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It’s been 20 years since the first edition of l’Eroica rolled out of the piazza in Gaiole, and a lot has changed. The first edition involved less than 100 riders, mainly locals who wanted to celebrate the cycling of yesteryear while also bringing some attention to the Tuscan countryside in order to protect it. Two decades on, and some 7,000 people descend on this sleepy corner of Chianti for what is undoubtedly one of the world’s most iconic and unmissable cycling festivals.

The town now seems to double in size on L’Eroica weekend, with cycling fans, riders and vintage equipment aficionados sharing a coffee, a beer or some of the local cuisine. And for anyone in need of a little retail therapy, the market is always teeming with rare treasures, from complete bikes, shining like new, to those hard-to-find finishing touches to your own restoration project at home.

More than 2,000 of the riders are now foreign – people who have in many cases come from the other side of the globe. That’s a daunting task for any event, but traveling with a vintage bike presents plenty of problems. Parts are hard to come by and they are usually less reliable. One wrong move can put you and your steed out of action, which is not what you want to happen on your dream vacation.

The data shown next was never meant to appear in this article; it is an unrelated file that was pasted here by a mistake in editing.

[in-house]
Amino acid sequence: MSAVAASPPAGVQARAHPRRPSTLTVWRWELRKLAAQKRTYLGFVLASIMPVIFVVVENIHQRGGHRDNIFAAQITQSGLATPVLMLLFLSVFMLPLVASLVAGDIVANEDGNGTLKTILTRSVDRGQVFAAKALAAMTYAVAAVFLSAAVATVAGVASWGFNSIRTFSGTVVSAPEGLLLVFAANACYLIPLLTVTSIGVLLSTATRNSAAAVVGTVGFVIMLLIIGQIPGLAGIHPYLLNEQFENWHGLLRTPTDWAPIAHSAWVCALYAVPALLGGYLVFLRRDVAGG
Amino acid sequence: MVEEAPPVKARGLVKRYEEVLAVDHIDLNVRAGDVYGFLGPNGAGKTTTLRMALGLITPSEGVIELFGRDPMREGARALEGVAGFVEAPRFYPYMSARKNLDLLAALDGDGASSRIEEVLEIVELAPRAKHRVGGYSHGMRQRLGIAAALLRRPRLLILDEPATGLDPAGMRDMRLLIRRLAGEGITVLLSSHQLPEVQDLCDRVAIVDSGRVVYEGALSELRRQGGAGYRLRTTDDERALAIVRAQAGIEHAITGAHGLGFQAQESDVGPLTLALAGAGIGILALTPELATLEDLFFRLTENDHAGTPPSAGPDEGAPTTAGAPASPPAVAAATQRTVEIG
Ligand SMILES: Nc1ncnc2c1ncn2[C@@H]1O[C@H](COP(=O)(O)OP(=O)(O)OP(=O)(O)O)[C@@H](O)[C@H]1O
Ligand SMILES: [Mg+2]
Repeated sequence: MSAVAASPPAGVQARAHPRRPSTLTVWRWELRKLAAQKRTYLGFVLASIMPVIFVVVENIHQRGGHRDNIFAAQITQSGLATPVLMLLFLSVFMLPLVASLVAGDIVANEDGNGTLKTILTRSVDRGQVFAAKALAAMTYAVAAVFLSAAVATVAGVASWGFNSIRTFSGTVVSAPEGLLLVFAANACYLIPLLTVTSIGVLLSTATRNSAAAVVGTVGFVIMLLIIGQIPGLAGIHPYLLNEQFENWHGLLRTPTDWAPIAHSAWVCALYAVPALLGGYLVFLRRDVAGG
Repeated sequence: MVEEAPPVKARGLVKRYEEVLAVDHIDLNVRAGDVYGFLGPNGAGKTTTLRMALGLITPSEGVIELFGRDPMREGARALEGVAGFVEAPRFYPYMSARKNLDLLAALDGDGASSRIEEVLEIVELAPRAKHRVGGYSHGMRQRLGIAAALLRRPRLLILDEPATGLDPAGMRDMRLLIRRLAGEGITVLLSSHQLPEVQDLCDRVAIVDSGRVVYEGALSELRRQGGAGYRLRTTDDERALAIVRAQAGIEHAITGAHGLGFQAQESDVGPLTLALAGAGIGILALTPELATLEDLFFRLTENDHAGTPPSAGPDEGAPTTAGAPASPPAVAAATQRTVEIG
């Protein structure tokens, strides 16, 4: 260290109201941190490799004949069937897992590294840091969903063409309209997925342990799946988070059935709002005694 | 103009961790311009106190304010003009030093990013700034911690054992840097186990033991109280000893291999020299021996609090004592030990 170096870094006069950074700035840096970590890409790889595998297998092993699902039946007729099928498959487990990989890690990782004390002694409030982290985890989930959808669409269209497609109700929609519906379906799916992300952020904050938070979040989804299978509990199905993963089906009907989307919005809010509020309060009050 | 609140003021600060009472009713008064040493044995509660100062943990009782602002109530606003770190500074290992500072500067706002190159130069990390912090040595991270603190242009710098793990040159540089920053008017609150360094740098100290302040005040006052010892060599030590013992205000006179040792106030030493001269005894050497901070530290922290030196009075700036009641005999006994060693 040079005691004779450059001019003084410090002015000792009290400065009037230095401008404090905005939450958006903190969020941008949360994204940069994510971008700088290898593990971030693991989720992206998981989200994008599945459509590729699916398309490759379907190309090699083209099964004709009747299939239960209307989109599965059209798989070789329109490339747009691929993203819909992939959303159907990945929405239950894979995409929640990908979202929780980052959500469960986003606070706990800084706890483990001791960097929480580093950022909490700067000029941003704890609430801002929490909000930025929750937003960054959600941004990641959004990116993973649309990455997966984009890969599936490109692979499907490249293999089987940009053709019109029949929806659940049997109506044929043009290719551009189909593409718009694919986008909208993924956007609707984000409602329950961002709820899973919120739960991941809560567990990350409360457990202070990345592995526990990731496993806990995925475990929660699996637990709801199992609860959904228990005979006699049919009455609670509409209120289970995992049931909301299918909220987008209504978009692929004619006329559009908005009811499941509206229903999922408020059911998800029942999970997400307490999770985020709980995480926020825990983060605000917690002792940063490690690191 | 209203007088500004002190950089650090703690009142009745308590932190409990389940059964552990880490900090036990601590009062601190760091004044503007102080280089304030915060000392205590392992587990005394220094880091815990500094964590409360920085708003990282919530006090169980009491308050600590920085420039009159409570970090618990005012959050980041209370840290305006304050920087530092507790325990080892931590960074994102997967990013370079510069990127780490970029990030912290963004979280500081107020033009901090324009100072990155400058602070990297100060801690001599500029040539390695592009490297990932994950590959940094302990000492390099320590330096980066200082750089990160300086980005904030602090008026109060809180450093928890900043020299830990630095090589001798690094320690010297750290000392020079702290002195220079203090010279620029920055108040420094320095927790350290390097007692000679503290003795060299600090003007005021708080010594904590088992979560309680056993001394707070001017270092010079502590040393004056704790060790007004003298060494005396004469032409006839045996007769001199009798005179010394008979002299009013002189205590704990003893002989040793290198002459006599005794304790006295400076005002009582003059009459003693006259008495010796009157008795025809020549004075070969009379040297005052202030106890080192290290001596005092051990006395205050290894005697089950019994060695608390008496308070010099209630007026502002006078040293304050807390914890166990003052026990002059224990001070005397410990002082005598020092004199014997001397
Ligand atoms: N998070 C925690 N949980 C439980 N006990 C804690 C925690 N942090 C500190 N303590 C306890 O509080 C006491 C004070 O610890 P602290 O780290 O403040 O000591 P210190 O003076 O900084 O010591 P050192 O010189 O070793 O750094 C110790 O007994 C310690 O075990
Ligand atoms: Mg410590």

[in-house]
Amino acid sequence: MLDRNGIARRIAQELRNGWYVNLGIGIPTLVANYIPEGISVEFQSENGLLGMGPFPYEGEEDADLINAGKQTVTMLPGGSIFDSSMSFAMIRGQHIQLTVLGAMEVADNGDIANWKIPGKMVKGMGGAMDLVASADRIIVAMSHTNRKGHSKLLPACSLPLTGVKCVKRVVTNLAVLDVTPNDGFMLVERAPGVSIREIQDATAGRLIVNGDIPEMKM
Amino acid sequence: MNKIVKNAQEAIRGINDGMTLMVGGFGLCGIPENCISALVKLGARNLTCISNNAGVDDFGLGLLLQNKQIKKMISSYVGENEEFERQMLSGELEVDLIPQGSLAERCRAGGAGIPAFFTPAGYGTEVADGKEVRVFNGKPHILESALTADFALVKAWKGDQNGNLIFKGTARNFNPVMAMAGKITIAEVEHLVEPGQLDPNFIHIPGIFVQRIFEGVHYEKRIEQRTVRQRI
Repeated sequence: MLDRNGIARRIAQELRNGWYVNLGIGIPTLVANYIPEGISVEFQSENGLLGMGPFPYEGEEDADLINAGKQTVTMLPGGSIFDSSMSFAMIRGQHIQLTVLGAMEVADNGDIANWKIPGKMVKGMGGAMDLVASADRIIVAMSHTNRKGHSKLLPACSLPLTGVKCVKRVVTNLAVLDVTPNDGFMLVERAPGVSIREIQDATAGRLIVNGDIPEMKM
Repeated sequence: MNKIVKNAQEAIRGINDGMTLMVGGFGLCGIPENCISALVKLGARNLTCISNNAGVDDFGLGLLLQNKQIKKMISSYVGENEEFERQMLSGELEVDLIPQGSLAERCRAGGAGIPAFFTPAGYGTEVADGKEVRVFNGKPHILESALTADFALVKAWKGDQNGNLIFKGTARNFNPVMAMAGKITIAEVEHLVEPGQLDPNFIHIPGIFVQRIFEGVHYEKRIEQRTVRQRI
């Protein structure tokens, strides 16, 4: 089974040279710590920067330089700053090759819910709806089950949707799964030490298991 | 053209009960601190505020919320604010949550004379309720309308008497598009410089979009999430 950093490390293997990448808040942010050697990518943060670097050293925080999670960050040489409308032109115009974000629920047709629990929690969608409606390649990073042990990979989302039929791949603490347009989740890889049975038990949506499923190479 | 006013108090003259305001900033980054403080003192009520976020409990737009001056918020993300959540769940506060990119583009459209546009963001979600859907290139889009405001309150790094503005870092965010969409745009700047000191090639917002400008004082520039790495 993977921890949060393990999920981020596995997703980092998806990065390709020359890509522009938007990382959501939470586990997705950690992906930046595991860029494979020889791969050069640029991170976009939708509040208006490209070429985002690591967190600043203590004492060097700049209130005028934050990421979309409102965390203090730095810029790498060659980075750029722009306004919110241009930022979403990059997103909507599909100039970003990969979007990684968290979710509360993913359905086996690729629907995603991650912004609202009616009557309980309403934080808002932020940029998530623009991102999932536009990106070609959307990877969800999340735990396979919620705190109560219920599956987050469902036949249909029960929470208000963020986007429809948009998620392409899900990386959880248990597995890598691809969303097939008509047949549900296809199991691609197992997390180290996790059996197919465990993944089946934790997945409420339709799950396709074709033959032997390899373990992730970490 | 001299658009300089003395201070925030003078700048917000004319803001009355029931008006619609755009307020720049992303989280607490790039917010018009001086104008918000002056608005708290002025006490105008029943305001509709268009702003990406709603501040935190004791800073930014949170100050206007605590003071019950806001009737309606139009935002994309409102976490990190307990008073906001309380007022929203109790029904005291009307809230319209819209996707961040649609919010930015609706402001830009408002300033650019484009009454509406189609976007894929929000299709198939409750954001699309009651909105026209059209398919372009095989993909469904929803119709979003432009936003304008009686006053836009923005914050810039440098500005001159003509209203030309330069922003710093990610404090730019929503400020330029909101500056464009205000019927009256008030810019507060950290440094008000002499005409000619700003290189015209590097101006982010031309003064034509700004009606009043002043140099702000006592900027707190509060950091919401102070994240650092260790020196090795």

Luckily for the inGamba crew, that wasn’t an issue. We’ve got a red-hot fleet of vintage steeds and plenty of support along the route. We’ve also got our crew of professional mechanics to look after them – so we felt a little sorry for all those riders we saw stuck with broken bikes on the side of the road as we rolled by. 20161002_2016-10-02-ingamba-l'eroica_0989We also had some serious peloton experience leading our way – with Eros Poli and Manuel Cardoso setting a serious pace and picking the best lines down every dusty descent. So even with the 3am meeting, the chilly start, the pitch black of the opening kilometers and thick mist, we knew we were in good shape. Or at least, better shape than anyone else. 20161002_2016-10-02-ingamba-l'eroica_0220

Riding a museum piece on gruelling gravel roads is always a roll of the dice, but we aim to take as much of the uncertainty out of it as possible. Mechanicals and punctures along the way can actually be part of the fun – l’Eroica isn’t a race, it’s an experience – but  it’s a whole lot more enjoyable when you know that a trained pair of hands is never far away with a spare wheel or a toolkit.


We’re all about sweating the little stuff so you have more time to enjoy one of the best days on a bicycle that you’ll ever have. Whatever route you choose to ride – there are now five, from 46km to a whopping 209km – it’ll be a personal challenge and an adventure into another era. There’s nothing easy here, and you’ll finish it with a newfound respect for the heroes of times past and for the rich culture of the sport we all love. And once you’ve washed the dust off and allowed your legs to recover, you’ll be dreaming of next year’s event, just like we do.

Check out our l’Eroica trips now!


Colin O'Brien

Colin is an author and journalist from Ireland. He first met inGamba's founder João Correia back in 2013. João handed him a bidon full of Chianti Classico and took him to a three-course lunch. They've been friends ever since.